Editor’s Miscellany: Time and Tile

July 19, 2012

By Kyle Hoepner

There have been occasions over the past couple of years when I’ve been certain that modern interior design is finally outgrowing its birth pains. Much like modern architecture, professional interior design (in the English-speaking world, at least) remains greatly influenced by its early twentieth-century founders, such as Elsie de Wolfe. Her style–and the same is true of other seminal tastemakers like Syrie Maugham–was very much a reaction against Victorian and Edwardian looks. And to this day such nineteenth-century looks have never really had a comeback.

But recently there are hints that we’ve traveled far enough down time’s road for Victorian style not to seem so threatening. A full-fledged renaissance may not yet be imminent–what would we call it? Neo-Nineteen?–but hints and traces are surfacing in houses and shelter magazines near you, in the guise of dark woods, heavy velvets, aggressively mixed patterns and Gothic accents.

The living room of designer Elaine Griffin and Michael McGarry’s apartment in an 1890s Harlem brownstone. Photo by Joshua McHugh, from the May 2011 issue of Elle Decor

I’ll think about writing a more extended post on this topic soon–but for the moment there’s one particular Victorian element I’m happy to be seeing more of: encaustic tile.

From the same house in Harlem: a floorcloth (I think) in the designer’s home office gives an effect similar to encaustic tile patterns from Victorian times. Photo by Joshua McHugh, from the May 2011 issue of Elle Decor

I love the luscious sense of depth encaustic tiles give–especially when unglazed–both because of the actual, physical properties of their inlaid clay or cement, and also because of their often repetitive, Op-art-ish patterns. They may remind you of parish church floors, or perhaps the “downstairs†spaces in an English country house. Or maybe they recall the foyer of an old brownstone or apartment building you lived in as a student.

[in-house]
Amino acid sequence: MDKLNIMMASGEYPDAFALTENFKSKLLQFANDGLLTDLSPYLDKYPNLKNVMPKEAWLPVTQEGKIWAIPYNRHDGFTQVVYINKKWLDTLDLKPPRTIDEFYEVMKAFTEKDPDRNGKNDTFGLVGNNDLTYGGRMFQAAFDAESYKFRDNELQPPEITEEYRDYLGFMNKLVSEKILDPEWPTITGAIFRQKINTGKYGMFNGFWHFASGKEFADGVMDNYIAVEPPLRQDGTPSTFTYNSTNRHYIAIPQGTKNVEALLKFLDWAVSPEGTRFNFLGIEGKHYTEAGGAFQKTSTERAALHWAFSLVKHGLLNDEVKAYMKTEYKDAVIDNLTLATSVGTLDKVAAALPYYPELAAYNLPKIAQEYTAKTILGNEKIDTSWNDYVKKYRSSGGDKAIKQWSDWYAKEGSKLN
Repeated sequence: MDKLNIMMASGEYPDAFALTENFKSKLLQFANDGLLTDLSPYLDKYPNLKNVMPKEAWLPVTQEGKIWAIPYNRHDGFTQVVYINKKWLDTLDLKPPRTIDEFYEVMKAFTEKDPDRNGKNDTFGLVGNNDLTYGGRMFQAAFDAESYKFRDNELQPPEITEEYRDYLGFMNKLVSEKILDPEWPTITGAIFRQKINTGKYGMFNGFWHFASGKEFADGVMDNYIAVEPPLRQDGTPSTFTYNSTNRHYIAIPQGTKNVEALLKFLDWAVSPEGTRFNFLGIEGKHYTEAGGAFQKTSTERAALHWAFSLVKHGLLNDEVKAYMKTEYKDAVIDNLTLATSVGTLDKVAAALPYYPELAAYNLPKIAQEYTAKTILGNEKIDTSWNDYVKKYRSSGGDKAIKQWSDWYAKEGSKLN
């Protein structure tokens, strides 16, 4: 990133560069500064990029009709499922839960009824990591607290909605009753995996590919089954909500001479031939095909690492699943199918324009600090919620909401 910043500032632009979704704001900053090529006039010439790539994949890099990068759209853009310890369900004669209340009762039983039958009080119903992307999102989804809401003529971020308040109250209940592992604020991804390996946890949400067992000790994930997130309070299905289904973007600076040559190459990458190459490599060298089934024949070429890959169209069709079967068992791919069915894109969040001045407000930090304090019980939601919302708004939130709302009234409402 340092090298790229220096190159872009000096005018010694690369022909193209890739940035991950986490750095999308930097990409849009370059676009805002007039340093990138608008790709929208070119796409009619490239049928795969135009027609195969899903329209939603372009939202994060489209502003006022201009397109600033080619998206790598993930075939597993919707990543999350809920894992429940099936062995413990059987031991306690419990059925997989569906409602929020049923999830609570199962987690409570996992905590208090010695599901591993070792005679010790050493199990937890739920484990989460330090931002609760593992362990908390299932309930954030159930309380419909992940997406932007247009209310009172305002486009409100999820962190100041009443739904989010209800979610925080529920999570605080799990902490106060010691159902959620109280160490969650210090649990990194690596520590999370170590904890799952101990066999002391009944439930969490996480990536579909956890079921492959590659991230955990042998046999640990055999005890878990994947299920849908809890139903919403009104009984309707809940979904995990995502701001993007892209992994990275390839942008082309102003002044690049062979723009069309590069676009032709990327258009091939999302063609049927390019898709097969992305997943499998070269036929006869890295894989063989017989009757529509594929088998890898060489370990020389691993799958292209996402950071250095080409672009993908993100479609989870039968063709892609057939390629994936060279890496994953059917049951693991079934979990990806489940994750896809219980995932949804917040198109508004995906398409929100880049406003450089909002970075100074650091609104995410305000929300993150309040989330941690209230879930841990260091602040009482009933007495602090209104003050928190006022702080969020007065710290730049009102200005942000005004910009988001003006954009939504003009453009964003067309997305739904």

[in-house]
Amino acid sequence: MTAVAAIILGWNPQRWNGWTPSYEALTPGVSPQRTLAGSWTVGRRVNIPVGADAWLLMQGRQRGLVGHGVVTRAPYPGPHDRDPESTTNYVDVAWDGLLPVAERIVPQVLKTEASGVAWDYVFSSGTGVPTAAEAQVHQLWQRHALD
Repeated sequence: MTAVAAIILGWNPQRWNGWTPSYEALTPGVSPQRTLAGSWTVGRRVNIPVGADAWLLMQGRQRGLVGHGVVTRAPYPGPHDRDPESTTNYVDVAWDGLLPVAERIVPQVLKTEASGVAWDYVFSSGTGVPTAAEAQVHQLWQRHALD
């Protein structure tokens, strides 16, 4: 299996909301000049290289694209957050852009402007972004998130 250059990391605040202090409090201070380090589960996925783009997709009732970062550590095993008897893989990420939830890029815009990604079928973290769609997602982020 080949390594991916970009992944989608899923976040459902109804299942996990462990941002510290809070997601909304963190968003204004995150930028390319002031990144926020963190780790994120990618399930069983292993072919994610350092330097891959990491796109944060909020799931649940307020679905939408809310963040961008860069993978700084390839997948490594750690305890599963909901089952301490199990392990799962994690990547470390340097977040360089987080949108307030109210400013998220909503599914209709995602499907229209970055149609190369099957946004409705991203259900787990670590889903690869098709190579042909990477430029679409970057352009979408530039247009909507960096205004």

Photo from collarcitybrownstone.com

Their Moorish- or Latin-flavored incarnations can also be very welcome.

KJ Patterson Collection encaustic tile can suggest a bit of the old Malibu Potteries look. Photo courtesy of Filmore Clark

But even in sparer, more contemporary environs, I love the way encaustic tiles add a piquant bit of complication to the larger simplicity.

Architects Shubin + Donaldson designed this kitchen for Biscuit Filmworks in Hollywood. Photo courtesy of Shubin + Donaldson

Paccha tiles from Ann Sacks. Photo courtesy of Ann Sacks

An encaustic tile wall makes a florid backdrop for a clean-lined wooden tub in this bathroom by Abramson Teiger Architects. Photo from houzz.com

A similar application, this time surrounding a fireplace. Photo from valerielavinedesign.blogspot.com

Here’s a reclaimed vintage Victorian tile you can buy on eBay. What would you do with a bunch of these?